with the transfer of the buildings and revenues of these orders to the secular clergy.
However, it was in the Habsburg hereditary domains that the Josephist suppressions of the regular clergy took on paradigmatic significance. A relatively short span of time saw the disappearance of some 700 male and female institutions, so that the population of the regular clergy was reduced from 65,000 to 27,000. The buildings and revenues of the suppressed religious orders were used not only for the secular clergy, but also for the needs of the general public. In addition, those regular clergy who had escaped suppression were redeployed into 'public service' positions. In sum then, in the space of only a few years, Josephism produced a veritable 'revolutionary' upheaval over a vast area where the Counter-Reformation and the religious and social forces which embodied it had once been so strong.
In Poland in the mid-sixteenth century, there had been fourteen monastic and mendicant male orders, and eight female orders. Over time other orders and congregations originating in Spain and Italy were also established, as well as the Lazarists who had come from France. A substantial increase occurred in the 1620s and 1630s, when another 250 houses were added to the 277 already in existence. Two-thirds of these belonged to mendicant orders, such as the Dominicans and the reformed observant Franciscans. The Jesuits were also particularly successful, their initial twenty-five colleges and residences expanding to forty-two by 1626, while the Jesuit corps of 512 members grew to nearly a thousand.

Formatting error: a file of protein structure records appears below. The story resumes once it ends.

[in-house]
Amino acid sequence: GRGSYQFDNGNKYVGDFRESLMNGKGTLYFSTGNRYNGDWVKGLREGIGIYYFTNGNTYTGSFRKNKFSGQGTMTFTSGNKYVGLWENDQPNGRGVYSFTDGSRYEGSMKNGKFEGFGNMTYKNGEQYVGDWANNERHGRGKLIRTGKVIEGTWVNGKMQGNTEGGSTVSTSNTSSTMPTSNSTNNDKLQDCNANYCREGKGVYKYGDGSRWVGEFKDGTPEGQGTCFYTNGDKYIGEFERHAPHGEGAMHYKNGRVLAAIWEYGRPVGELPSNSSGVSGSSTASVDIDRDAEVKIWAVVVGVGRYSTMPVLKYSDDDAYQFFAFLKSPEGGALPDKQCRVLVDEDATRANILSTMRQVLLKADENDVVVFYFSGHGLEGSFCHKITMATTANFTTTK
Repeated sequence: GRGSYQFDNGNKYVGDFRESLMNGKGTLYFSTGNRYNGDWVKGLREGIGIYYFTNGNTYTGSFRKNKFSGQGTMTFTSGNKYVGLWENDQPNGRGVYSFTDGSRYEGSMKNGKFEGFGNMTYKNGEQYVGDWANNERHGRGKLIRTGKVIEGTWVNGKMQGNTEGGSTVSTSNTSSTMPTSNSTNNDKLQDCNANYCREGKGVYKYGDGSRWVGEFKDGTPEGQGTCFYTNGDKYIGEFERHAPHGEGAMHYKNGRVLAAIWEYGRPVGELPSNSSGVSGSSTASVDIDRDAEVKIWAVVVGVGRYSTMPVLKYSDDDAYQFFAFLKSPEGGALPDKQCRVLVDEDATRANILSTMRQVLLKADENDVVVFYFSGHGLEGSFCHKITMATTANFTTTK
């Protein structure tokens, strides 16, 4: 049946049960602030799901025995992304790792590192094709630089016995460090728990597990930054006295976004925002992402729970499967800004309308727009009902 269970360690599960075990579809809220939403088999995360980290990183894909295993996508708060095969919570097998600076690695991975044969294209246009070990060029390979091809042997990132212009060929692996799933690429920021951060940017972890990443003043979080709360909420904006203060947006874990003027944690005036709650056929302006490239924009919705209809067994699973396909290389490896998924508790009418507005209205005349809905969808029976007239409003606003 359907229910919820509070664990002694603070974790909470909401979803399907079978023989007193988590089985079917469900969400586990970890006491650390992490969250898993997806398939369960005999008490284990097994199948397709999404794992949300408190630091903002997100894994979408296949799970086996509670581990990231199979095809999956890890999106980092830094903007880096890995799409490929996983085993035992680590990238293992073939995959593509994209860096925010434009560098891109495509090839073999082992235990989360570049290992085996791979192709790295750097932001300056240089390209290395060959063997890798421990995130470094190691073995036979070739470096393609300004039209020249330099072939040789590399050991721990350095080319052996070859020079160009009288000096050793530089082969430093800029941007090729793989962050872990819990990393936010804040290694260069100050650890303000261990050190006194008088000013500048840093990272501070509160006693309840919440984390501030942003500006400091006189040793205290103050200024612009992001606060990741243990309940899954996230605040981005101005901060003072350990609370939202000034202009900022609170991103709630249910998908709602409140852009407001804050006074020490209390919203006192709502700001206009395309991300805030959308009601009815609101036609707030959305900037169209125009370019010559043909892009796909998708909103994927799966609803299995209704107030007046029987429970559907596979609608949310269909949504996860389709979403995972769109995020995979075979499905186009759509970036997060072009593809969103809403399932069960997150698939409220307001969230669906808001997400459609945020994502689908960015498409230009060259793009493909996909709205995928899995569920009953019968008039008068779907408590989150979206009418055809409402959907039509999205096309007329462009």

In the second half of the seventeenth century, despite the general political and social crisis that beset the country, another seven male religious orders were added to those already in existence, bringing the total number to twenty-seven - or twenty-eight if the Basilian Order, the only religious order of the Uniate Church, is included (whose male branch numbered in the eighteenth century over a thousand, distributed in 191 monasteries). Older religious orders like the Capuchins, and new congregations such as the Lazarists and the Bartholomists, found a prominent role as educators in the seminaries. The increase in the male religious orders would continue uninterrupted into the second half of the eighteenth century, through the first partition of Poland in 1772, when there were 14,600 religious in 860 institutions - a number which was equivalent, or perhaps even superior, to the numbers of the secular clergy. Unlike other areas of Catholic Europe, over 60 per cent of Polish religious were ordained priests, a factor which facilitated the pastoral work and ministry of the regulars and which probably explains the relatively few instances of indiscipline among the regular clergy, especially by comparison with other parts of Europe.
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